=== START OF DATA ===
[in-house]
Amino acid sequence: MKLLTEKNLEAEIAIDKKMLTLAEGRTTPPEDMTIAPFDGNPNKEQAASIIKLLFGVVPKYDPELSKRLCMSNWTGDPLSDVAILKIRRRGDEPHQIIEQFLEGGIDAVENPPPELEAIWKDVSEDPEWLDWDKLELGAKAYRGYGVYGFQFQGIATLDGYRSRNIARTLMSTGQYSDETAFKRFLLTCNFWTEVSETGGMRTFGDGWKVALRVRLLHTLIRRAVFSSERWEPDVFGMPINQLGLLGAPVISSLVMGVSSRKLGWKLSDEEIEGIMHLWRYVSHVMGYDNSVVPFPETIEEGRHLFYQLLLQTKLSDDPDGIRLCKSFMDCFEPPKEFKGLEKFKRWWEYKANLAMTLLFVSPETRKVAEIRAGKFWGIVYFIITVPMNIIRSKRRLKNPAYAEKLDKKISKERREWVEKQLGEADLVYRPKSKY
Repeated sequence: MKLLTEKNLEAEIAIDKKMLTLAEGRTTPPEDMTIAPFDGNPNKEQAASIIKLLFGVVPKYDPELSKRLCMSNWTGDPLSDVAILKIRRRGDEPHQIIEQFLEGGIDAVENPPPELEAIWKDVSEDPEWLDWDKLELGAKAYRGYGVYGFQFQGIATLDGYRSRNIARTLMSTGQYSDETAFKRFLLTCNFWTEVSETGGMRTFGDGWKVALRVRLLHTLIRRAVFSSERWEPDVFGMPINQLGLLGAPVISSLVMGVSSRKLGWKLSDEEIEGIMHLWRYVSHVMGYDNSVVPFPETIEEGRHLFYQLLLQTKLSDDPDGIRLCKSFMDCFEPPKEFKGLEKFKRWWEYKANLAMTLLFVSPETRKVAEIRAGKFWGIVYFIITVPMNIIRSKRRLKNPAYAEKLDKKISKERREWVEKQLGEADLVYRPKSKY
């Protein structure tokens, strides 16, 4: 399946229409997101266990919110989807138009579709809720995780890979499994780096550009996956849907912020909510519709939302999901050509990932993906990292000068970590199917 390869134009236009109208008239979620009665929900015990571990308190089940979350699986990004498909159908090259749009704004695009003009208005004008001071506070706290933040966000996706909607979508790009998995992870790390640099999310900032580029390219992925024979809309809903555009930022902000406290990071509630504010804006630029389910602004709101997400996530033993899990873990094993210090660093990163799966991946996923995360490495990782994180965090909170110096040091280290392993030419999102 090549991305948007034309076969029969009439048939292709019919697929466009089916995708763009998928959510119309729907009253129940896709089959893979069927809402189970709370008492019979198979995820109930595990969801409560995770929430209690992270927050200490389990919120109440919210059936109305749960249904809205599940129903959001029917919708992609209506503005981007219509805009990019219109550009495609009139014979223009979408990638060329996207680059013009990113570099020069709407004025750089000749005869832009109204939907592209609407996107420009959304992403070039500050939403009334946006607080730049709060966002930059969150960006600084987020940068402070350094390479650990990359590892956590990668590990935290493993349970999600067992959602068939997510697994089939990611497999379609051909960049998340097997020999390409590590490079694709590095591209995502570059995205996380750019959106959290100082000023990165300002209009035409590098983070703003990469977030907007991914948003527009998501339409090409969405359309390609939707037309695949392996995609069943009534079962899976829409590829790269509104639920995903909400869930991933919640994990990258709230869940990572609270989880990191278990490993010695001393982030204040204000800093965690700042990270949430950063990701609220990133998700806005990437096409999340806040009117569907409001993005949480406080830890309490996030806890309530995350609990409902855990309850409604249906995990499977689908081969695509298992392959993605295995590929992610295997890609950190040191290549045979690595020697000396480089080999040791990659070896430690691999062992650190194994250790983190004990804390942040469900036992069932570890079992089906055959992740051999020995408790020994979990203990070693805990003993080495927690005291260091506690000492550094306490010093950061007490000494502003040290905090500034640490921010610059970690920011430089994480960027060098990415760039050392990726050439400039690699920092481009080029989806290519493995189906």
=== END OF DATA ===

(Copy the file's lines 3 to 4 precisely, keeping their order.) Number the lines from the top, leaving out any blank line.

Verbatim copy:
Repeated sequence: MKLLTEKNLEAEIAIDKKMLTLAEGRTTPPEDMTIAPFDGNPNKEQAASIIKLLFGVVPKYDPELSKRLCMSNWTGDPLSDVAILKIRRRGDEPHQIIEQFLEGGIDAVENPPPELEAIWKDVSEDPEWLDWDKLELGAKAYRGYGVYGFQFQGIATLDGYRSRNIARTLMSTGQYSDETAFKRFLLTCNFWTEVSETGGMRTFGDGWKVALRVRLLHTLIRRAVFSSERWEPDVFGMPINQLGLLGAPVISSLVMGVSSRKLGWKLSDEEIEGIMHLWRYVSHVMGYDNSVVPFPETIEEGRHLFYQLLLQTKLSDDPDGIRLCKSFMDCFEPPKEFKGLEKFKRWWEYKANLAMTLLFVSPETRKVAEIRAGKFWGIVYFIITVPMNIIRSKRRLKNPAYAEKLDKKISKERREWVEKQLGEADLVYRPKSKY
């Protein structure tokens, strides 16, 4: 399946229409997101266990919110989807138009579709809720995780890979499994780096550009996956849907912020909510519709939302999901050509990932993906990292000068970590199917 390869134009236009109208008239979620009665929900015990571990308190089940979350699986990004498909159908090259749009704004695009003009208005004008001071506070706290933040966000996706909607979508790009998995992870790390640099999310900032580029390219992925024979809309809903555009930022902000406290990071509630504010804006630029389910602004709101997400996530033993899990873990094993210090660093990163799966991946996923995360490495990782994180965090909170110096040091280290392993030419999102 090549991305948007034309076969029969009439048939292709019919697929466009089916995708763009998928959510119309729907009253129940896709089959893979069927809402189970709370008492019979198979995820109930595990969801409560995770929430209690992270927050200490389990919120109440919210059936109305749960249904809205599940129903959001029917919708992609209506503005981007219509805009990019219109550009495609009139014979223009979408990638060329996207680059013009990113570099020069709407004025750089000749005869832009109204939907592209609407996107420009959304992403070039500050939403009334946006607080730049709060966002930059969150960006600084987020940068402070350094390479650990990359590892956590990668590990935290493993349970999600067992959602068939997510697994089939990611497999379609051909960049998340097997020999390409590590490079694709590095591209995502570059995205996380750019959106959290100082000023990165300002209009035409590098983070703003990469977030907007991914948003527009998501339409090409969405359309390609939707037309695949392996995609069943009534079962899976829409590829790269509104639920995903909400869930991933919640994990990258709230869940990572609270989880990191278990490993010695001393982030204040204000800093965690700042990270949430950063990701609220990133998700806005990437096409999340806040009117569907409001993005949480406080830890309490996030806890309530995350609990409902855990309850409604249906995990499977689908081969695509298992392959993605295995590929992610295997890609950190040191290549045979690595020697000396480089080999040791990659070896430690691999062992650190194994250790983190004990804390942040469900036992069932570890079992089906055959992740051999020995408790020994979990203990070693805990003993080495927690005291260091506690000492550094306490010093950061007490000494502003040290905090500034640490921010610059970690920011430089994480960027060098990415760039050392990726050439400039690699920092481009080029989806290519493995189906």